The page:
44. Memorandum From the Chairman of the Policy Planning Council (Rostow) to the Secretary of State1


  • Contingency Planning for Southeast Asia

Governor Harriman, Alexis Johnson, Roger Hilsman, Bill Sullivan and I will be meeting with you at 4:30 p.m. today.2

The purpose of our meeting will be to report to you the results of our individual review of the attached report on Southeast Asia prepared by the Policy Planning Council. A summary of the concept and key issues examined in this report are at Tab A. I recommend you thumb through the table of contents (Tab B)3 which will give you an idea of the scope of the paper.

I recommend that you give your approval to the following proposals:

That the Tuesday Planning Group at its next meeting take on the job of serving as a steering group to provide general guidance and direction to the preparation of a contingency plan for the imposition of measured sanctions against North Viet-Nam. As you know, Governor Harriman and Alex Johnson are regular members of that group. For these purposes we would add others as required, including immediately senior representatives of FE and USIA.
That the Planning Group establish a working group under State Department chairmanship to prepare the necessary studies and plans.

The objective of the next planning stage is not to produce a recommended policy. It is to produce a complete politico-military scenario which we can lay before senior officers of the Government so that they may judge whether and under what circumstances a forward policy of the kind examined here might prove wise and viable.

[Here follows discussion unrelated to Vietnam.]

[Page 76]

Tab A


I. The Concept

The paper is not a plan, but an exposition of issues that would need to be examined in preparing a plan. It examines a concept designed to cause North Vietnam (the DRV) (a) to cease its illegal infiltration of men and arms into South Vietnam, its direction of the war in South Vietnam and its supporting activities in Laos; and (b) to withdraw its troops or cadres from both countries and to comply fully with the 1954 and 1962 Geneva Accords.

The concept is based upon the assumption that the imposition of graduated political, military and, possibly, economic sanctions on the DRV could cause it to call off the war principally because of its fear that it would otherwise risk loss of its politically important industrial development; because of its fear of being driven into the arms of Communist China; and because of Moscow’s, Peiping’s and Hanoi’s concern about escalation.

II. Key Issues

The question of how to define operational objectives that will command wide support at home and abroad; provide a reasonably clear-cut basis for measuring Communist performance and not provide undue opportunities for Communist delaying tactics and political warfare; and therefore provide the basis for determining when U.S. pressures should be continued, when halted. As a related matter, how important and how feasible are inspection arrangements or other means of insuring continued DRV compliance?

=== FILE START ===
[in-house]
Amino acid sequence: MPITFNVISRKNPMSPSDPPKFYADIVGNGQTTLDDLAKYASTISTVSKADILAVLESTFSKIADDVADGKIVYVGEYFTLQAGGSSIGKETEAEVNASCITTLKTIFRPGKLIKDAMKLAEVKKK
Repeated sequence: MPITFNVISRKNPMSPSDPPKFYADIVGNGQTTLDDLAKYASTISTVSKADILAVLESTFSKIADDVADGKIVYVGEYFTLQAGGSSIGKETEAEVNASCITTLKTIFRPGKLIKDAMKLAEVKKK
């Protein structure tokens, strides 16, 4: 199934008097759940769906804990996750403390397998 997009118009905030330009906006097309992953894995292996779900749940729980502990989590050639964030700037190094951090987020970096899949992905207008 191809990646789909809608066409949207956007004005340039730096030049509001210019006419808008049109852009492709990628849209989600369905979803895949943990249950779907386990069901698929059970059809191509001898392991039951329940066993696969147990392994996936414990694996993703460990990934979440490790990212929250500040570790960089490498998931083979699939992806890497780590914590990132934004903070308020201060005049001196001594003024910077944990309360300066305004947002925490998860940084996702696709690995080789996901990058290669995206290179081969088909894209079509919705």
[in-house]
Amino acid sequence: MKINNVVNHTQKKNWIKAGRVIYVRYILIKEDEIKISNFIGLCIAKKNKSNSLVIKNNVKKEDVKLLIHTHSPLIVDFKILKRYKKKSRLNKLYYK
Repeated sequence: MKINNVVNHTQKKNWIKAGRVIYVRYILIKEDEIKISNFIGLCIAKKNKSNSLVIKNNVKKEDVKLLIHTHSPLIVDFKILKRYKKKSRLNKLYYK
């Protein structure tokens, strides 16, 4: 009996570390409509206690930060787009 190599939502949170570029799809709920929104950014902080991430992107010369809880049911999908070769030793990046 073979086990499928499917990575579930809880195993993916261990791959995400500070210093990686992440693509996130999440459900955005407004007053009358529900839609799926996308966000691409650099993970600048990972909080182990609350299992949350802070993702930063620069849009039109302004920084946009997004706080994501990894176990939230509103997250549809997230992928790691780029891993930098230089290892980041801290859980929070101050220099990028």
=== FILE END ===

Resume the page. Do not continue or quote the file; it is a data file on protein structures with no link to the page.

The question of the degree of the U.S. commitment. We must be prepared to withstand, if necessary, possibly great international political pressures which might force us to desist before we have achieved our objective. We must consider how far we are prepared to go in meeting Communist military responses. We must consider the actions that we would take in the event of either success or failure.
Against the background of the past, how do we develop a convincing case against the DRV that will command, at a minimum, broad domestic U.S. support and some international support and at the maximum, broad international support?
How might the crisis be terminated? Are there acceptable turning off points? Under what circumstances would we be prepared to go to an international conference and for what purpose?
We must consider how far we are prepared to go in providing additional commitments of support to South Vietnam, Thailand and, perhaps, the Philippines, and whether, even with such commitments, they will give us their initial and their continued support.
We face broad tactical choices: whether we should move quickly or slowly in posing and carrying out our threat to the DRV; whether we should begin on the covert or the overt level and how and when we should move from one level of action to the other.
We need to reexamine organization for making and implementing policy in the context of an intense and possibly protracted politico-military crisis to insure responsiveness to top-level control without neglect of expert advice and local problems.
  1. Source: Department of State, S/P Files: Lot 70 D 199, Vietnam. Secret. Rusk’s initials appear on the source text.
  2. The meeting began at 4:40 p.m. and lasted until almost 5:30. Robert Johnson also attended. Johnson Library, Rusk Appointment Book) No record of the meeting has been found.
  3. Not attached to the source text. A copy of the table of contents and the draft report is in Department of State, S/P Files: Lot 70 D 199, Vietnam.